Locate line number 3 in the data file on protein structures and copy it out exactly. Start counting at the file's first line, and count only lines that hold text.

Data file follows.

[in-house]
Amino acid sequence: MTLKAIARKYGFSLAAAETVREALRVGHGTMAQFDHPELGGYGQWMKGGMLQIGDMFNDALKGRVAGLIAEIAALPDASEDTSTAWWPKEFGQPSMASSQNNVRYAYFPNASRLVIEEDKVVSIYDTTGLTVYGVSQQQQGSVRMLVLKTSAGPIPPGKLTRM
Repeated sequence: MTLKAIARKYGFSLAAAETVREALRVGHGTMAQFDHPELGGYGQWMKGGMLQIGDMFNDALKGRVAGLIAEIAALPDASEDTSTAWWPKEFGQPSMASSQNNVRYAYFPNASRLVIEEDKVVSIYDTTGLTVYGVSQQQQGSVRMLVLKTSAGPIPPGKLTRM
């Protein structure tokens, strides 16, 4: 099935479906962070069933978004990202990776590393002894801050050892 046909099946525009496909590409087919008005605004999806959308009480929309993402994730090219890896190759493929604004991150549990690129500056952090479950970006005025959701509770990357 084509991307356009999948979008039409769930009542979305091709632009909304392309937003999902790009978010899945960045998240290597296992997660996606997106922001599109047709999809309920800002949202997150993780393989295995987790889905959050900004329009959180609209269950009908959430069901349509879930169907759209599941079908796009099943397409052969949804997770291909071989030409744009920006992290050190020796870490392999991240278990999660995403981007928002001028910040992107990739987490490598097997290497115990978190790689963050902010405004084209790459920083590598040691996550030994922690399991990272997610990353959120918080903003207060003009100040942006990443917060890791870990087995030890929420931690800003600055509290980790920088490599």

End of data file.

Repeated sequence: MTLKAIARKYGFSLAAAETVREALRVGHGTMAQFDHPELGGYGQWMKGGMLQIGDMFNDALKGRVAGLIAEIAALPDASEDTSTAWWPKEFGQPSMASSQNNVRYAYFPNASRLVIEEDKVVSIYDTTGLTVYGVSQQQQGSVRMLVLKTSAGPIPPGKLTRM